Despite invasion, nuns say they’ll remain in Ukraine to serve the people

Nuns from the Order of St. Basil the Great are pictured Feb. 22, 2022, during a pilgrimage in Zaporizhzhia, Ukraine, just hours ahead of a Russian invasion. (CNS photo/Sister Anna Andrusiv, via catholicphilly.com)

Women religious in Ukraine are facing Russia’s full-scale invasion of that nation with determined faith and a commitment to service.

“We understand that this is our new mission, to welcome the refugees,” said Basilian Sister Lucia Murashko, whose convent, the monastery of SS. Peter and Paul in Zaporizhzhia, is located about 125 miles from Donetsk in eastern Ukraine.

Earlier Feb. 24, when Russian airstrikes began to impact Ukrainian cities, Sister Murashko and her three fellow women religious welcomed two families, with more expected as residents flee the attacks.

The U.N. High Commissioner for Refugees has estimated more than 100,000 people have already left their homes in Ukraine since Russian forces openly entered that nation Feb. 24. The Ukrainian military reports losing at least 40 troops so far, with an unspecified number of civilian casualties.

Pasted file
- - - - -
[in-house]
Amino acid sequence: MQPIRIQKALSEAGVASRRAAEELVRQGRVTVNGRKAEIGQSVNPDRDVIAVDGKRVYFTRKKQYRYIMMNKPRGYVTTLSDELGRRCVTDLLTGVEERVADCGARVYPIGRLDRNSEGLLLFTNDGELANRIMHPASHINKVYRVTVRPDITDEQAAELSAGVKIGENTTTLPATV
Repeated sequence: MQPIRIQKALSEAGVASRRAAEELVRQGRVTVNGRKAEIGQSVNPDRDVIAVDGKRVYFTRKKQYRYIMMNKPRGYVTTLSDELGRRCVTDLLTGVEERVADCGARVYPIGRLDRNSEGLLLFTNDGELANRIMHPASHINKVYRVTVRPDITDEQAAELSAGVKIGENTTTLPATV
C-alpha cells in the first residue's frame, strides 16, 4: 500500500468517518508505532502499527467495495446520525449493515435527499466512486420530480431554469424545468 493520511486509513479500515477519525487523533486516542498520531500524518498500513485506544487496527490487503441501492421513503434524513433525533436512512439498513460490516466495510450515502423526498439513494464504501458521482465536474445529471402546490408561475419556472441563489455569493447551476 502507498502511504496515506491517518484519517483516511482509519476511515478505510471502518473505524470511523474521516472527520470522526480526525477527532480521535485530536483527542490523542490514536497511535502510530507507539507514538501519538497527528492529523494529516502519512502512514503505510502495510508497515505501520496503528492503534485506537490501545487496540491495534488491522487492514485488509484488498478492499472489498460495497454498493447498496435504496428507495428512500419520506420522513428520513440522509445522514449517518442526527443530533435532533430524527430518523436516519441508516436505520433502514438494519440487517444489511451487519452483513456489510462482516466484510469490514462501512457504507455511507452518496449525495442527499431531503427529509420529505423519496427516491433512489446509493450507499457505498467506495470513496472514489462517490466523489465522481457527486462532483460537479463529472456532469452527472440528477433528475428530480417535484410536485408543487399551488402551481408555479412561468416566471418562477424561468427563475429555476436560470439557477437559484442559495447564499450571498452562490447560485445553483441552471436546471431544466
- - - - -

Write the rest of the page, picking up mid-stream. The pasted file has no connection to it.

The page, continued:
Yet amid a fast-moving and fluid situation, Sister Murashko said through “a special grace of God” she “feels very calm.”

“We feel peace here,” she said. “We do not want to move from here; we want to help people and stay with them as long and as much as we can.”

Area residents are grateful for that support, she said, especially one neighbor who is eight months pregnant and advised by her doctor not to travel.

Besides, said Sister Murashko, “in the west (of Ukraine), people are not safer than they are here.”

In particular, eastern Ukraine has become all too accustomed to conflict as part of what Archbishop Borys Gudziak and fellow Ukrainian Catholic bishops in the U.S. recently called “an eight-year Kremlin-led war,” which began with Russia’s 2014 annexation of Ukraine’s Crimean Peninsula.

A recent pilgrimage of men and women religious, which concluded in eastern Ukraine just hours ahead of the invasion, has provided renewed spiritual energy for the days ahead, said Sister Murashko.

“We were walking on the main street (of the town) and the people were crossing themselves … and making bows to the crucifix,” she said. “They came to us and gave us strength to serve and … to continue our mission here, so we cannot want to go anywhere else.”

Credit: Catholic News Service



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